What was your favorite way to wear your newborn? I never did except for a few brief times I put the babes in the Bjorn (I have to say, I really liked the dummy-proofness of that!) but I'd like to be better versed in a wider variety so I can recommend them to clients.

I love the mei tai but I never ever felt like a small one was secure.

Is a Doula for You?

An article written by none other than the doula who trained me and the founder of Heart and Hands, Jan Mallak!

Is a Doula for You?

Ever wondered who helps you and your husband during labor when the nurse has to attend to another patient’s needs? Or, what happens when it’s a shift change and the new nurse arrives not knowing anything about you or your labor? What if it’s really busy and no one is available to help you to initiate breastfeeding right after the birth? How about who is going to help out when you first arrive at home and probably feel a little overwhelmed about being totally responsible for the baby? The answer to all of those queries is…a doula!

Postpartum Doula... part 3.

Well, looks like I may get to try my hand at postpartum doula work! We're working out the details but it looks positive.

Isn't it fun to see what the universe sends our way?

Penny Simkin article

Great article about Penny Simkin (even if they do misspell her name in the title bar!)

Looking to nature, doula Penny Simpkin practices the art of delivery

Known as the mother of the doula movement, Simkin has trained thousands of these caregivers to provide physical and emotional support for women during birth — the only intervention scientifically shown to decrease time in labor (by 25 percent) as well as to reduce Cesarean-section rates by a third.

"Birth never changes," Simkin says. "But the way we manage it and the way we think of it has. Right now, we're in a culture of fear around birth."

In case you need a laugh

Thanks Megan for finding this!

YouTube: Hahaha

Post Partum Doulas, part 2

My client who had her baby on Thursday expressed an interest in my services as a postpartum doula... but I'm not trained. I am leaning more and more towards taking the training this summer because I feel very sad that this client values the relationship we've developed and I am not trained to continue serving her when she needs it (and recovering from major surgery when you have a 3 day old baby, she very well may need it!).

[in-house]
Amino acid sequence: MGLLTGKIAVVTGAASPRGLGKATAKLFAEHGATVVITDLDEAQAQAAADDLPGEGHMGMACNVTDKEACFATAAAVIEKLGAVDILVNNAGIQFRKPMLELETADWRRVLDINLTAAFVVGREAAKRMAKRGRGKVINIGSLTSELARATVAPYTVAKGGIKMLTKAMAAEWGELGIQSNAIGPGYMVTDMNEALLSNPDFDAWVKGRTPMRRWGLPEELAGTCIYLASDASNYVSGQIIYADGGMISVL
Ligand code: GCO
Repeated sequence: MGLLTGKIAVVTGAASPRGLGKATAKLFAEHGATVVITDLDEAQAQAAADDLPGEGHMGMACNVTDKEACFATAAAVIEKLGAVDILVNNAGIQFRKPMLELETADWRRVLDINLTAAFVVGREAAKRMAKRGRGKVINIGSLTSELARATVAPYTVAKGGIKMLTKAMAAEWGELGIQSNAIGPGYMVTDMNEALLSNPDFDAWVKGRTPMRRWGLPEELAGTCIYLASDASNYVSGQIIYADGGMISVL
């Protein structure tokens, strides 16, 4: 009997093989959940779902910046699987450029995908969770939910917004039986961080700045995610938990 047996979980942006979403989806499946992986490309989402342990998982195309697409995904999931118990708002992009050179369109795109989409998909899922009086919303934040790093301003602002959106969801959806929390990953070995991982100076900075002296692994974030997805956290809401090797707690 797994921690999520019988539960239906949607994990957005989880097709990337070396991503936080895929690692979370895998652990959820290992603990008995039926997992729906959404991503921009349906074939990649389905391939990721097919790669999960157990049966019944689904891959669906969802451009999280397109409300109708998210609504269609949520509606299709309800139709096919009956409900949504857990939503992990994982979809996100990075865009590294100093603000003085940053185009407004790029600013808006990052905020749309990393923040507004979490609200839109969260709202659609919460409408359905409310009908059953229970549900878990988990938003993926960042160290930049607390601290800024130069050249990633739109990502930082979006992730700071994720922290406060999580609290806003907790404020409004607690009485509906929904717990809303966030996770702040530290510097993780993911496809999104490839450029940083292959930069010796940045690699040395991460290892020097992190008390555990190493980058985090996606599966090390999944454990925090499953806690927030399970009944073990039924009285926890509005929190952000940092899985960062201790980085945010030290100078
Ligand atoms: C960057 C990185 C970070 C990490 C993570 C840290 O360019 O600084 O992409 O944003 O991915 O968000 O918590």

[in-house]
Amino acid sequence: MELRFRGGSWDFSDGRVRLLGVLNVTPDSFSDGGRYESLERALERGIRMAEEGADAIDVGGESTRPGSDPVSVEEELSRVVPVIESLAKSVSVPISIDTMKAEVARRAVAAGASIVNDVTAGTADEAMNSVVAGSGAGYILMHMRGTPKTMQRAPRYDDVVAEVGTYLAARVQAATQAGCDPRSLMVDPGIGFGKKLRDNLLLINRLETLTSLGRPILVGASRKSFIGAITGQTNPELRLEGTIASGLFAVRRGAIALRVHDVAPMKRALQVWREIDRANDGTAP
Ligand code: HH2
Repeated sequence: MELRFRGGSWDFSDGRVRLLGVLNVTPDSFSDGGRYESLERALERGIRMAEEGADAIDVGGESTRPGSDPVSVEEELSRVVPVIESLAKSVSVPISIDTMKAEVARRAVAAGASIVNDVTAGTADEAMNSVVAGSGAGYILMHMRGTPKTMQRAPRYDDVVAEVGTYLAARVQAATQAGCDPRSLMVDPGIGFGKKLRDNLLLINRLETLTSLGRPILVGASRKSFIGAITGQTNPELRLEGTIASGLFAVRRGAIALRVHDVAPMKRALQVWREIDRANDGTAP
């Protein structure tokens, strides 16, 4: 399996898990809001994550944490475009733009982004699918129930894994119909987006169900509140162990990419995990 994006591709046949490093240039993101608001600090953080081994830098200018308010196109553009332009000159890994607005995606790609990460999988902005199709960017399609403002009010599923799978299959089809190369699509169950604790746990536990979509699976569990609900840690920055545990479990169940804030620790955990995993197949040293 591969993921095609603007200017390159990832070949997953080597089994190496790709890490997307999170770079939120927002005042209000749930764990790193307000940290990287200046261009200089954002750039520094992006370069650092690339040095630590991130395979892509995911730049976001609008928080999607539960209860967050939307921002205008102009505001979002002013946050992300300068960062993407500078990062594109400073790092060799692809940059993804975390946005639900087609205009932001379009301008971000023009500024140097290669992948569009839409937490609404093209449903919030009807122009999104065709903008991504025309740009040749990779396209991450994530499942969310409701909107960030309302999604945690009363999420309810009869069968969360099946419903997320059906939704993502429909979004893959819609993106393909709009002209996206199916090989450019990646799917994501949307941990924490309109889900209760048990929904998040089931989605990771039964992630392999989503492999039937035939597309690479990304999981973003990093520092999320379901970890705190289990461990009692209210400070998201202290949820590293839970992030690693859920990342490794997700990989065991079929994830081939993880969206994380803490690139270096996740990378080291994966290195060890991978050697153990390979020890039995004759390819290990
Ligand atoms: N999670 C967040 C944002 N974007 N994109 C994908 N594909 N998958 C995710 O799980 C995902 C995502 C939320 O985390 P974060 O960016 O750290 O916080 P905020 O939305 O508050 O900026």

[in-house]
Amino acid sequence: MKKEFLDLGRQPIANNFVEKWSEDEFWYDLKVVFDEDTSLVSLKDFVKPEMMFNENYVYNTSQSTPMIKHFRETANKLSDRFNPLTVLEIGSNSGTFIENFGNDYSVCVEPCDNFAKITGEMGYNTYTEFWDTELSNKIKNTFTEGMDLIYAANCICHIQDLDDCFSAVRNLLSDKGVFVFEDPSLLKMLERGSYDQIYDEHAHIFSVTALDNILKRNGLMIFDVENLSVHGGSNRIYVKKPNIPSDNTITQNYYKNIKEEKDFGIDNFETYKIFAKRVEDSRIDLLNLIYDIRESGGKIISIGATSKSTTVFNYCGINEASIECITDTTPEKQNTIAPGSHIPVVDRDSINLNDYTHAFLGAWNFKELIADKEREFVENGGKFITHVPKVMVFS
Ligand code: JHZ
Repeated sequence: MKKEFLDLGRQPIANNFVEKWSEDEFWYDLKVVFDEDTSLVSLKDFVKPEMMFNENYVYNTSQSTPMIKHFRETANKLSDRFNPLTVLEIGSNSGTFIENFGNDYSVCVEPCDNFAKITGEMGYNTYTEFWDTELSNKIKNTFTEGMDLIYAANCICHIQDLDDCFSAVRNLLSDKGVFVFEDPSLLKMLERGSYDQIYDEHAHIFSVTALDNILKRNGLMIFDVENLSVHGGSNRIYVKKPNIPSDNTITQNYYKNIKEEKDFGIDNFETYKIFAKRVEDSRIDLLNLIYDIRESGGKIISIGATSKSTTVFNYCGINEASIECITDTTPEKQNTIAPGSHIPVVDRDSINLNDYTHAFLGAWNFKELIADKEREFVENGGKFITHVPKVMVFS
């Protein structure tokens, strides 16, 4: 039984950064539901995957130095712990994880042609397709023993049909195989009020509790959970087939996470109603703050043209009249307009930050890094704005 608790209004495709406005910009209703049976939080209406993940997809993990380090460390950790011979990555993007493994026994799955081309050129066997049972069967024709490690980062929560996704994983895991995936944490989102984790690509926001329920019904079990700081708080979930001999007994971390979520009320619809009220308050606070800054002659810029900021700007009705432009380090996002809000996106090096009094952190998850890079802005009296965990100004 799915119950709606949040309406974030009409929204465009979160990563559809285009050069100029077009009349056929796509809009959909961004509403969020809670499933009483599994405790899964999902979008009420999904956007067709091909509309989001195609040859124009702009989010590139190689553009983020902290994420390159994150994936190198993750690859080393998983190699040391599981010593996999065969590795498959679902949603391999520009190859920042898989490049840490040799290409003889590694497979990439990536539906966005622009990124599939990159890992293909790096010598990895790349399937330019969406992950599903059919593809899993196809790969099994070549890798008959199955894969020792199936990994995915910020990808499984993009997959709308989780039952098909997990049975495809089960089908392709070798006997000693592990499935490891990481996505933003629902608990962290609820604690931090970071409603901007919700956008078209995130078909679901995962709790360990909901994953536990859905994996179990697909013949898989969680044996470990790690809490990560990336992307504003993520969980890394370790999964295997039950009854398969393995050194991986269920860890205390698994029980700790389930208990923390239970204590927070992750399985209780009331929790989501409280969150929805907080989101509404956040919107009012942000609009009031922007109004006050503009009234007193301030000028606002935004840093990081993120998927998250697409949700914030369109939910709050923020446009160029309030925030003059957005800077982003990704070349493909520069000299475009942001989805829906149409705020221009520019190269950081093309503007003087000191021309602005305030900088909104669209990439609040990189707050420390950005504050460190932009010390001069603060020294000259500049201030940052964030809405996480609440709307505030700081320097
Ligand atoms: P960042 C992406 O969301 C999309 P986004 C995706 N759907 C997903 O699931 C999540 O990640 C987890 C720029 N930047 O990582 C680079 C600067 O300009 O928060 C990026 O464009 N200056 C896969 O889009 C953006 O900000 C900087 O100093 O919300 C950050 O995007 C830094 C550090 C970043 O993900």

Ban the Bags

Free Formula Undermines Breastfeeeding

Mothers who take home a formula company gift bag are more likely to stop exclusively breastfeeding their babies by 10 weeks of age, according to a new study in the American Journal of Public Health .

With my Chim, I did get formula from the hospital and I did use it, although we breastfed for the vast majority of the time after my milk FINALLY came in.

With Badger, I got formula just in the mail and I gave it to a food bank. He never had a drop of formula (and for that matter, the little darling never took breastmilk from a bottle either. I think I dumped 500 ounces. Heartbreaking.).

Dyeing Easter Eggs

We just dyed eggs, Chim and I. Badger was aching to get in on the action but I am just not that good of a mother :) Next year, I promise, I'll try to make natural dyes, but I had gotten these PAAS kits last year on super duper clearance and, well, I'm tired. So very tired.

Now, onto the bath with the kids!

Lunch with "New Doula" today!

I had lunch with New Doula today and she's just a sweetheart. Dining with Chim and Badger, who took turns making mischief of one kind and another, is testimony to how great she'll be at mothering the mother since she swooped in and gave me a hand, knowing just what would be most helpful (short of adopting the both of them on the spot, that is. just kidding. mostly!). She's getting clients aplenty and I'm really impressed!

Happy Birthday, Baby Girl G!

Attended my first Cesarean birth (well, since Chim Chim's birth that is!) tonight. Mom E. had been feeling off all day, was having some contractions, and wasn't confident that she'd been feeling Baby move enough, so went in to be observed. Got a call from Dad S. that E was having a Cesarean section and to please come.